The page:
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Plavix

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Plavix

Plavix

Plavix Side Effects Center

Medical Editor: Charles Patrick Davis, MD, PhD

Plavix (clopidogrel bisulfate) is a thienopyridine class of drug that inhibits platelet aggregation and thus inhibits aspects of blood clotting. Plavix is available in the generic form termed clopidogrel bisulfate. This drug is used to treat patients with acute coronary syndrome, myocardial infarction (MI), peripheral vascular disease and some stroke (ischemic type) patients. The most common side effects are: increased bleeding, nose bleeds, headaches, and bruising.

Plavix is supplied as 75 and 300 mg tablets. For acute coronary syndrome with a non-ST elevation MI, the initial recommended dose is 300 mg, followed by a 75 mg dose per day; for ST elevation MIs, the initial and continuing dose is 75 mg per day. The recommended dose is 75 mg per day for patient with a history of MI, stroke, or peripheral vascular disease. Many doctors may choose to add an aspirin per day along with the Plavix dose in both non-ST elevation and ST elevation MIs as well as to stroke and peripheral vascular disease patients. Patients taking omeprazole have reduced Plavix efficacy due to CYP2C19 enzyme inhibition. (Some patients genetically also have this problem). Plavix should be used during pregnancy only if clearly needed. Most clinicians advise lactating females not to use Plavix, but nursing mothers should discuss the use of this drug with their OB-GYN physicians.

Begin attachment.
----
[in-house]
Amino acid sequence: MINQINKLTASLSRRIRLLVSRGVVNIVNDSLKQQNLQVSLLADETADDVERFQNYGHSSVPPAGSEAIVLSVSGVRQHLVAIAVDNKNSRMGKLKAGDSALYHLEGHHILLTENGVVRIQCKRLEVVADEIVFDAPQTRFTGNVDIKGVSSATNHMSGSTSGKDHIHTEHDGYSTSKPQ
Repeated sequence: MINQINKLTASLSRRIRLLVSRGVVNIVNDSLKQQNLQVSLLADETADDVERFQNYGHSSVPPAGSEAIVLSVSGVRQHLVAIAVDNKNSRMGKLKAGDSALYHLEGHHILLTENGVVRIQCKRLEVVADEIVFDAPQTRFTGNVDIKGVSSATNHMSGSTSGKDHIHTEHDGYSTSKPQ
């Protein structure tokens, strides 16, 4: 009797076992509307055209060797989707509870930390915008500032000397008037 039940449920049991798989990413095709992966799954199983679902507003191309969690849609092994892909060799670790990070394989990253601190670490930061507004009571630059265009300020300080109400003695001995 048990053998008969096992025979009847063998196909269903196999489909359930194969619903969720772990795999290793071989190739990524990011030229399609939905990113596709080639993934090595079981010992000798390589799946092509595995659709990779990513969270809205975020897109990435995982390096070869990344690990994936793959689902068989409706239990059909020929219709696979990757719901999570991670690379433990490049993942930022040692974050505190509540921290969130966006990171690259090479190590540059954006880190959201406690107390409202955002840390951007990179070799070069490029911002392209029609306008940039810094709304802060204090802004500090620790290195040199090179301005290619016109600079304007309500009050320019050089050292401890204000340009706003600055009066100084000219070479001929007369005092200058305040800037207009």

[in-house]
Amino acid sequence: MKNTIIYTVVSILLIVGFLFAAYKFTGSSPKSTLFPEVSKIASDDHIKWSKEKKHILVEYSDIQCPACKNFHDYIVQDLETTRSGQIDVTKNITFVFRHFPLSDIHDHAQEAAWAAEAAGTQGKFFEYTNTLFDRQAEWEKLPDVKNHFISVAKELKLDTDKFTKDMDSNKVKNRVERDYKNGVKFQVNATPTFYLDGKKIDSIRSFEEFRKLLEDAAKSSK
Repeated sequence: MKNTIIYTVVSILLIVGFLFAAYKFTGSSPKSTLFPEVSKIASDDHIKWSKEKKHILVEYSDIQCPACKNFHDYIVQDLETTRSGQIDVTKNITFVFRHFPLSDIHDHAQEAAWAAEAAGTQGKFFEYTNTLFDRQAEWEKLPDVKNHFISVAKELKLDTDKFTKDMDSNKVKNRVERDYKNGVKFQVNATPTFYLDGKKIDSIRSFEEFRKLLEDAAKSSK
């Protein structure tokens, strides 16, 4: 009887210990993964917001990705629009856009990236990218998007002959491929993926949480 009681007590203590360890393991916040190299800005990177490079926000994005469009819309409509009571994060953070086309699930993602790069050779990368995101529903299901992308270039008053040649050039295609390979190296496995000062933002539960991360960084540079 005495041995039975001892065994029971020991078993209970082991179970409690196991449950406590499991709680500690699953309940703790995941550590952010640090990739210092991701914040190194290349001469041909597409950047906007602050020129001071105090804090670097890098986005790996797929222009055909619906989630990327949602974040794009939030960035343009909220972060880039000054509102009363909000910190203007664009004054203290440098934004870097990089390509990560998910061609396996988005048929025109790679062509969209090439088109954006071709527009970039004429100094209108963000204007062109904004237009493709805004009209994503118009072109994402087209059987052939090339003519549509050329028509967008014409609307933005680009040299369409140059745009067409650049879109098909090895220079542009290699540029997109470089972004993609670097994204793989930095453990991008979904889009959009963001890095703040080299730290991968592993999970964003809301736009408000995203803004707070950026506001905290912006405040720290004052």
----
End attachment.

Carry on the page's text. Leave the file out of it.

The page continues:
Our Plavix Side Effects Drug Center provides a comprehensive view of available drug information on the potential side effects when taking this medication.

This is not a complete list of side effects and others may occur. Call your doctor for medical advice about side effects. You may report side effects to FDA at 1-800-FDA-1088.

What is Patient Information in Detail?

Easy-to-read and understand detailed drug information and pill images for the patient or caregiver from Cerner Multum.

Plavix in Detail - Patient Information: Side Effects

Get emergency medical help if you have any of these signs of an allergic reaction: hives; difficulty breathing; swelling of your face, lips, tongue, or throat.

Stop using clopidogrel and call your doctor at once if you have any of these serious side effects:

  • nosebleed or other bleeding that will not stop;
  • bloody or tarry stools, blood in your urine;
  • coughing up blood or vomit that looks like coffee grounds;